Silver is a soft metal, with over excessive polishing, you are removing a fine layer of silver every time. If you silver is of fine surface detail, polishing excessively will result in the crisp features being worn & eventually lost, especially in antique engraving and hallmarks. Many antiques over a period of time have lost engraving detail & definition of hallmarks, over polish has made a silver antique unrecognisable in whom & were it was assayed. This doesn't mean don't polish your silver, but gently & occasionally is the key and bear in mind the detail.

Abrasive Cloths & Cleaners

Never use abrasive cloths & cleaners. Your silver goes through many sequence of polishing to become that bright lustrous finish. Items such as scouring powders & pads should never be used, they will instantly scratch the surface and dull the shine. Dirty cloths should also never be used on silver, keep your silver cloths bagged up in polythene bags and marked up as cleaning & polishing respectively. If by mistake the inevitable has happened, don't panic this can be retrieved by professional re polishing by ourselves.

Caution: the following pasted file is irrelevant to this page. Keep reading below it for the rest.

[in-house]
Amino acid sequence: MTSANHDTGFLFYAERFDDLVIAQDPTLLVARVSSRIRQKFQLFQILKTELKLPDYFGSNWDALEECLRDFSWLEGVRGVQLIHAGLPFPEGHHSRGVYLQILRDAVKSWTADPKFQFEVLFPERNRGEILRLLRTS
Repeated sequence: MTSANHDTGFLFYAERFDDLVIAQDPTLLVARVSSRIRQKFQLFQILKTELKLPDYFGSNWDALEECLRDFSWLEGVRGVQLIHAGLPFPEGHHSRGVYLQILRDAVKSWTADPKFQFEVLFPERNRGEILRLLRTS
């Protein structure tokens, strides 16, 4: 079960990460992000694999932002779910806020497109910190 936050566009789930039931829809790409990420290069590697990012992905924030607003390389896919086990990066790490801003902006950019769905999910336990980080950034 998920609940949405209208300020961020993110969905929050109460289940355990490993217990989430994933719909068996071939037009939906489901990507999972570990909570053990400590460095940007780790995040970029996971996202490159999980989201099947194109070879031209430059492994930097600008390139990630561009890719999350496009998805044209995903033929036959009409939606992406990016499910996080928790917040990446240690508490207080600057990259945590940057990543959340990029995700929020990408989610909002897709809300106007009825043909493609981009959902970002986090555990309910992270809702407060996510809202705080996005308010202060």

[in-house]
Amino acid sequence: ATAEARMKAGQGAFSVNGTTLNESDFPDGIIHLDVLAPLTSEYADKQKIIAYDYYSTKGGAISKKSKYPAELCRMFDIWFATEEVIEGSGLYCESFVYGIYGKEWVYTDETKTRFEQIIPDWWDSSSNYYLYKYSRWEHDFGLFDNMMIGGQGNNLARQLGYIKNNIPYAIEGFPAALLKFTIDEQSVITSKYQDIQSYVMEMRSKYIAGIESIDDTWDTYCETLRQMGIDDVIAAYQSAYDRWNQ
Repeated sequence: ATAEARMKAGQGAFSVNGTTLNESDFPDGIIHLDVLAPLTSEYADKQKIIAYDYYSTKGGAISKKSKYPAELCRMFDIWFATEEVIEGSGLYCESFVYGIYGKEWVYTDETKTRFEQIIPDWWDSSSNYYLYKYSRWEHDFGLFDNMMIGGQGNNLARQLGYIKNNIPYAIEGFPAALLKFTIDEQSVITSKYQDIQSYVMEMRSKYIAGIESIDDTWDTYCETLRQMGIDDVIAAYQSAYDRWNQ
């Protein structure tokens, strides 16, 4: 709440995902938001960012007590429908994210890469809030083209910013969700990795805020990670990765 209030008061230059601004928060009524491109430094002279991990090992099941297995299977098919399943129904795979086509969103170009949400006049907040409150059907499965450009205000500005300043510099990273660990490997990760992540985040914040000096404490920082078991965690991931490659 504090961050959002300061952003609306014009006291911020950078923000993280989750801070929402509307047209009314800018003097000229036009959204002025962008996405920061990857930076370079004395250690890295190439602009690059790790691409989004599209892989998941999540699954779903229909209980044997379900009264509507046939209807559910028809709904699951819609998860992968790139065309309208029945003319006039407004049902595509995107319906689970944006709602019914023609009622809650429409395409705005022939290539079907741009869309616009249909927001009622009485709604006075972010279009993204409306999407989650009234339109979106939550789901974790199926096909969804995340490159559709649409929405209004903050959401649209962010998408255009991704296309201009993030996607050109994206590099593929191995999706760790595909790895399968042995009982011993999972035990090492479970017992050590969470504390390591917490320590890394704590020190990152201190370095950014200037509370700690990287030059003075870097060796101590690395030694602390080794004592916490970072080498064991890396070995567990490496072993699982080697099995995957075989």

Prepare Your WorkspaceMake sure your surface is covered with a soft cotton cloth to lay your silver on, Silver can easily be damaged from sharp edges & dropped on the floor causing expensive repairs. Silver will give you a lifetime of joy and reward you with an investment that will only go one way, up. Silver with age takes on a lustre called patina, please read our paragraph relating to this.

Handling Silver – Use Cotton Gloves